A train driver is also known as a rail driver or an engine driver. In this role you will be required to transport people and freight between stations and depots across the UK in a safe and timely way. As a big part of the job you may well be working alone in the engine room of a train for much of your time as a train driver.
Train drivers are in-demand professionals working in a highly specialised industry. You are also very well paid. But the work of a train driver is challenging. Because of the importance of their role, working in this field can be a rewarding career choice – and build for a life-long career.
What Does a Train Driver Do
The work of a train driver is to operate trains on Britain’s rail network. You will be required to transport people and freight across the UK. The type of work you will undertake will most likely include:
- Ensuring you check controls and equipment before a journey.
- Driving the train between stations or freight depots to a specific schedule, while also leaving platforms and pulling into stations safely. You will also need to control automatic doors.
- You will need to maintain contact with control centres along the route about any issues that arise.
- Ensure that you follow track signalling, safety and speed instructions appropriately.
- Be prepared to make passenger announcements.
- You will also be required to position and hand over engines to drivers on the next shift.
- Be methodical in recording incidents like equipment problems, onboard issues or delays, and communicating them effectively.
- If you drive a London underground train, you are also classified as a train driver.
Who Employs Train Drivers
Train drivers are employed by train operating companies. These companies then bid for franchises to run different rail networks in the UK. If operators change, you can usually expect to be transferred over to the new franchise operator.
The London Underground system could also employ you as a train driver.
Job Salary for a Train Driver
The official UK Government statistics on the job salary for a train driver places the starting wage at £24,000 which rises to £65,000 for experienced train drivers.
Another source estimates the average train driver’s salary in the UK to be £57,180.34. This is based on a recorded minimum of £26,500 and a maximum salary of £130,446.
Some other figures are useful to allow you to compare salaries. In the UK, the national average wage is estimated to be around £30,000 according to the Office for National Statistics (ONS). The current National Living Wage (which must be paid to people aged 23 and over) means the minimum untaxed income for a 40-hour week is over £21,000 per year.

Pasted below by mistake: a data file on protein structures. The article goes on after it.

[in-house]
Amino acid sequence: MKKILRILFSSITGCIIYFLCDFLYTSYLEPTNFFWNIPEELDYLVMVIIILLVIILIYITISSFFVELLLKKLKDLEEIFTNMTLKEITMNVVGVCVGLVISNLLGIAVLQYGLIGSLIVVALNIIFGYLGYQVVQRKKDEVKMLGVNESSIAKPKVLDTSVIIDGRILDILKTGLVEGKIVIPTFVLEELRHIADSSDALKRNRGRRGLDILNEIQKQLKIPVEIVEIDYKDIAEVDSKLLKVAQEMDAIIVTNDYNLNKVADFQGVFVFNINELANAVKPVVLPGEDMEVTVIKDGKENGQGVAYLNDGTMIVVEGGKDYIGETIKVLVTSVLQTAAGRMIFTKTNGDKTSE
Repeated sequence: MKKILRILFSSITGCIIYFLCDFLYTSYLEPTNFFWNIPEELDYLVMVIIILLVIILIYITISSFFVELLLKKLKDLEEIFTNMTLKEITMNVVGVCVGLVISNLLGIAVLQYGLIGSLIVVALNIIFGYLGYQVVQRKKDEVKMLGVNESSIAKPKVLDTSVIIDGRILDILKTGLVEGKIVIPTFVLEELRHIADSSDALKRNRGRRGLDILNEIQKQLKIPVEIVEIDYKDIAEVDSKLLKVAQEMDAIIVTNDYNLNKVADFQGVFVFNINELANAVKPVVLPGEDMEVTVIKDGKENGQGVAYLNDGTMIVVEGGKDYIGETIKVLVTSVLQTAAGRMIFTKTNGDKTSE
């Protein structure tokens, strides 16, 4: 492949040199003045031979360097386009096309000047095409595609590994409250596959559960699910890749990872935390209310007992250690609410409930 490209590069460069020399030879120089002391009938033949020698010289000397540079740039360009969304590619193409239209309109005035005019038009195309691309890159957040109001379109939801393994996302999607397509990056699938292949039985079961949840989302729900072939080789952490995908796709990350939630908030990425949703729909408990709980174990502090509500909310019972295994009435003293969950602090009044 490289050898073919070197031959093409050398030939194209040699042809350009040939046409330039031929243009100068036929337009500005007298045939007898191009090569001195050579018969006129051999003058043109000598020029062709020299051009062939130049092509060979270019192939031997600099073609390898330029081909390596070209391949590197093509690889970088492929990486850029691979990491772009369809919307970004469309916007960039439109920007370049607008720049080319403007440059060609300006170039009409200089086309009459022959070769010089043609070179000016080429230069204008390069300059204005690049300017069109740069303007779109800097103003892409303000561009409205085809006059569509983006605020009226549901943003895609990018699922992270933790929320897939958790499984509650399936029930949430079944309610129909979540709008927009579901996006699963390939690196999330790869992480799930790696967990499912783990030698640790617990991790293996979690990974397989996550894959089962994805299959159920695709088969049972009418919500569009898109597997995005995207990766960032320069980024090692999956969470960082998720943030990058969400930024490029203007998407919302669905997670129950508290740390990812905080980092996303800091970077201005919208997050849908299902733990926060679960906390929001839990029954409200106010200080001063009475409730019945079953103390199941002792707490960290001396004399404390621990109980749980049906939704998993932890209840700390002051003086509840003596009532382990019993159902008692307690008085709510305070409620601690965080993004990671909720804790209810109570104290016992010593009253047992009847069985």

As with other jobs, there are significant regional differences in the salary of a train driver in different parts of the UK. Train drivers in London and the South East of England are, like other professions, paid more than in other parts of the UK.
How Often is a Train Driver Normally Paid
As a train driver you can normally expect to be paid a salary every month.
Who Negotiates a Job Salary for a Train Driver
Train drivers working will be hired at a set salary. The train driver’s union plays a major role in negotiating overall wage levels in the industry.
What Sort of Contracts Do Train Drivers Have
Train drivers will usually have a fixed contract with clear rates of pay, working hours and a specific job description.
Earning Potential of a Train Driver
Train drivers can make an additional income by doing overtime with their companies.
How to Become a Train Driver
There are three main routes to becoming a train driver:
- Taking an appropriate apprenticeship.
- Applying directly to a company is another option. If you want to apply directly for jobs, you’ll usually need some strong interest in the job. To apply, you will need to have GCSEs at grades 9 to 4 (A* to C) in English and maths, or equivalent qualifications. You will then get engaged in a training programme which can last between 12 and 24 months.
- Working toward the role of a train driver is another route. You can start as a rail passenger assistant or train conductor, then apply for a trainee driver post. This is also a common way to become a London Underground driver. Doing this gives a good flavour of the work and work environment of a train driver.
To support your career choices the job alert system for train drivers is also worth following.
Qualifications/Courses – Train Driver
You can also take an apprenticeship route and do a train driver advanced apprenticeship. This is the only industry-recognised qualification. If you decide to enrol on an apprenticeship course like this you’ll usually need GCSEs grades 9 to 4 (A* to C), or equivalent, in English and maths.
General Skills Required
- You will need good analytical skills and excellent timing.